- Paperback: 276 pages
- Publisher: Harper Perennial; Reprint edition (January 17, 2012)
- Language: English
- ISBN-10: 0061995223
- ISBN-13: 978-0061995224
- Product Dimensions: 7.9 x 5.4 x 0.7 inches
- Shipping Weight: 8 ounces
American Uprising: The Untold Story of America's Largest Slave Revolt
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American Uprising: The Untold Story of America's Largest Slave Revolt Paperback – January 17, 2012
by Daniel Rasmussen
“Breathtaking. [Rasmussen’s] scholarly detective work reveals a fascinating narrative of slavery and resistance, but it also tells us something about history itself—about how fiction can become fact, and how ‘history’ is sometimes nothing more than erasure.” —Henry Louis Gates, Jr.
“Deeply researched, vividly written, and highly original.” —Eric Foner
Historian Daniel Rasmussen reveals the long-forgotten history of America’s largest slave uprising, the New Orleans slave revolt of 1811. In an epic, illuminating narrative, Rasmussen offers new insight into American expansionism, the path to Civil War, and the earliest grassroots push to overcome slavery.
“A crisp, confident writer, Rasmussen tells this story with verve.” (John Stauffer, The Wall Street Journal)
“An important book. . .This tale deserves to be much better known, as does the larger story of slave resistance. American Uprising represents a signal achievement.” (The Cleveland Plain Dealer)
“American Uprising offers a detailed, fascinating glimpse into a previously ignored part of history.” (The Fort Worth Star-Telegram)
“An incredible true story.” (New York Post)
“Daniel Rasmussen has performed an important service for American history. . .American Uprising challenges much of what we think we know about American slavery.” (The St. Louis American)
“Rasmussen provides a provocative, reader-friendly, though well-researched, account of the largest slave revolt in American history.” (The Monroe News Star)
“New Orleans has been the scene of many dark adventures, but none so shocking as the slave rebellion of 1811. Daniel Rasmussen has unearthed a stunning tale of freedom and repression and told it in gripping fashion.” (Evan Thomas)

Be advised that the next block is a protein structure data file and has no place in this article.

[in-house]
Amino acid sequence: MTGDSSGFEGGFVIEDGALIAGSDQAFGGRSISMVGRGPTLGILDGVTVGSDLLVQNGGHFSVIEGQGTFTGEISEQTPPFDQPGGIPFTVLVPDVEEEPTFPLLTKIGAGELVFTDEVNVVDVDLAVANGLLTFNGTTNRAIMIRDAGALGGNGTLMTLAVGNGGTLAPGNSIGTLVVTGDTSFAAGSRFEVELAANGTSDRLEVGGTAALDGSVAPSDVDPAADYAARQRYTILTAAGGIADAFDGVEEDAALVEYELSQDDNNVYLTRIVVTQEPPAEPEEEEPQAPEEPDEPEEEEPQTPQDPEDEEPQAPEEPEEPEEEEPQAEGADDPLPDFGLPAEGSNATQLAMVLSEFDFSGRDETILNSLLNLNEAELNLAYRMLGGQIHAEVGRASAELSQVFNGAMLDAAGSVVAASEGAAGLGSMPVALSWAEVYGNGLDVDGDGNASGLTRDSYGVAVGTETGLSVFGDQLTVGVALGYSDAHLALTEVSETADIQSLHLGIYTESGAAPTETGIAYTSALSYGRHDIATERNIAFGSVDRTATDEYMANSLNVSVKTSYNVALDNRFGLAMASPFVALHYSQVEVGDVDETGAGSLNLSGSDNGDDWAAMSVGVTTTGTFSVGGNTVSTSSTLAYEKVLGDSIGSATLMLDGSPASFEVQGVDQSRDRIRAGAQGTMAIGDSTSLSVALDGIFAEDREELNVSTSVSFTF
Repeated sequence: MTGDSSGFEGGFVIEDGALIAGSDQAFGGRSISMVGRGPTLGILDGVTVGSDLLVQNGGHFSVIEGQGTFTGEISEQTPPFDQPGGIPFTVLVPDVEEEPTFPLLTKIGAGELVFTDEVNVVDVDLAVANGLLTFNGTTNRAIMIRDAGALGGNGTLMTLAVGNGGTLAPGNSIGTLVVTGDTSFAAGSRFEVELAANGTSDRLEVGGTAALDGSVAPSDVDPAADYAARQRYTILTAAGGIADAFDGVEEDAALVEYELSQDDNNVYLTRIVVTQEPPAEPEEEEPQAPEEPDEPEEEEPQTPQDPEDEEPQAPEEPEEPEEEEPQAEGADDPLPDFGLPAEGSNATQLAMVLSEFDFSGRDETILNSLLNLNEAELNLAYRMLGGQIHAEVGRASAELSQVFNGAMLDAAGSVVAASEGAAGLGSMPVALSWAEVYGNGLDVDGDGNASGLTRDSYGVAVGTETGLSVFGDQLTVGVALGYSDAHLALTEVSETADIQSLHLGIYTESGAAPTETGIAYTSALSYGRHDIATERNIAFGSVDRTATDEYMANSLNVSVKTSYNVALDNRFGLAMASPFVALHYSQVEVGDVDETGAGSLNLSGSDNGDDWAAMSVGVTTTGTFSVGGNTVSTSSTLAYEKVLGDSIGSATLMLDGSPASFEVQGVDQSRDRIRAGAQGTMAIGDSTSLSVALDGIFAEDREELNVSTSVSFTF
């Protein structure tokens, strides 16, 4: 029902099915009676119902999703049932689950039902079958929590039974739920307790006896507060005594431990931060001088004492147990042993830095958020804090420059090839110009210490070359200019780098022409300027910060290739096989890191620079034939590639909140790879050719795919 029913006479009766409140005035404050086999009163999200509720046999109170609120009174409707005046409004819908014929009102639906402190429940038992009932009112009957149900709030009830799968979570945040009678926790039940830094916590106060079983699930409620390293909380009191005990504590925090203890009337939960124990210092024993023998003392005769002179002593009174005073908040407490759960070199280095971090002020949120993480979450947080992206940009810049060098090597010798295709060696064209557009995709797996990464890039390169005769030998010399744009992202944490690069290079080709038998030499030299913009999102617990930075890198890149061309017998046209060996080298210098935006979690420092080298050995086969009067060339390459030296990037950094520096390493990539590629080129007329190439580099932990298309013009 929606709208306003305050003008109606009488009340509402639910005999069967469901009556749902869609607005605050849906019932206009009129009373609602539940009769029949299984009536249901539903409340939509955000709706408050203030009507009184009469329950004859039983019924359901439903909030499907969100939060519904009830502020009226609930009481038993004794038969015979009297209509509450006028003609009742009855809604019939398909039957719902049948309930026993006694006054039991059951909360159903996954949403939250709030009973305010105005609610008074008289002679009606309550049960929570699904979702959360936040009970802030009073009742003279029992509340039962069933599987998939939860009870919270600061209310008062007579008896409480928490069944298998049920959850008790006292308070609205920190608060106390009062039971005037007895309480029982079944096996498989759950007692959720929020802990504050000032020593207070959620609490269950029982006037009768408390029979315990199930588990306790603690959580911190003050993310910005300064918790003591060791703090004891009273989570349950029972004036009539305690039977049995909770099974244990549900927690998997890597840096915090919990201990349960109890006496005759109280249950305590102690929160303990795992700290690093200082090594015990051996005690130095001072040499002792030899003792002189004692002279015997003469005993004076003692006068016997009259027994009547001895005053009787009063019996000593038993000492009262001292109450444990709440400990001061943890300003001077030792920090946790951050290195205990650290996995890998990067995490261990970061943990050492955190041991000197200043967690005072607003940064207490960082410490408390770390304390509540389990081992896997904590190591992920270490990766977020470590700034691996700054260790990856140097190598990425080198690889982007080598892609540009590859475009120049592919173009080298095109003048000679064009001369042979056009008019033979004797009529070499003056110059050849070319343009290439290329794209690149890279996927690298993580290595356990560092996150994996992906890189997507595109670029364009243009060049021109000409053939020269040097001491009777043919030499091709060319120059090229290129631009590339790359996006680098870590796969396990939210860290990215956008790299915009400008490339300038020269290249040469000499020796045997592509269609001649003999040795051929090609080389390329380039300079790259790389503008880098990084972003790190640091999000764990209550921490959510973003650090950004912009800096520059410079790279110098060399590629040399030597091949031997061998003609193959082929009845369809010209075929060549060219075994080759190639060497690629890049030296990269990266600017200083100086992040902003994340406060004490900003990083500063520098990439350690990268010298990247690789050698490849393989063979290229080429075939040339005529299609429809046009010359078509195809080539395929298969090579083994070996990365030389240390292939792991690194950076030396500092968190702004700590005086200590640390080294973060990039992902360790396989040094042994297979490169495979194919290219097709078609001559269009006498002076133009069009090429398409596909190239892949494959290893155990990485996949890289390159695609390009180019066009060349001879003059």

“A deeply researched, vividly written, and highly original account of the largest slave revolt in the nineteenth-century United States. . . . Thanks to Rasmussen, we now have the full story of this dramatic moment in the struggle for freedom in this country.” (Eric Foner)
“Rasmussen adds fresh research to the story of the 1811 revolt, ushering it into the context of slavery, the history of the South, and the ugly brutality our nation built itself on. . . . Great reading for anyone interested in history.” (The Portland Book Review)
From the Back Cover
A gripping and deeply revealing history of an infamous slave rebellion that nearly toppled New Orleans and changed the course of American history
In January 1811, five hundred slaves, dressed in military uniforms and armed with guns, cane knives, and axes, rose up from the plantations around New Orleans and set out to conquer the city. Ethnically diverse, politically astute, and highly organized, this self-made army challenged not only the economic system of plantation agriculture but also American expansion. Their march represented the largest act of armed resistance against slavery in the history of the United States.
American Uprising is the riveting and long-neglected story of this elaborate plot, the rebel army's dramatic march on the city, and its shocking conclusion. No North American slave uprising—not Gabriel Prosser's, not Denmark Vesey's, not Nat Turner's—has rivaled the scale of this rebellion either in terms of the number of the slaves involved or the number who were killed. More than one hundred slaves were slaughtered by federal troops and French planters, who then sought to write the event out of history and prevent the spread of the slaves' revolutionary philosophy. With the Haitian revolution a recent memory and the War of 1812 looming on the horizon, the revolt had epic consequences for America.
Through groundbreaking original research, Daniel Rasmussen offers a window into the young, expansionist country, illuminating the early history of New Orleans and providing new insight into the path to the Civil War and the slave revolutionaries who fought and died for justice and the hope of freedom.
About the Author
Daniel Rasmussen graduated summa cum laude and Phi Beta Kappa from Harvard University in 2009, winning the Kathryn Ann Huggins Prize, the Perry Miller Prize, and the Thomas Temple Hoopes Prize.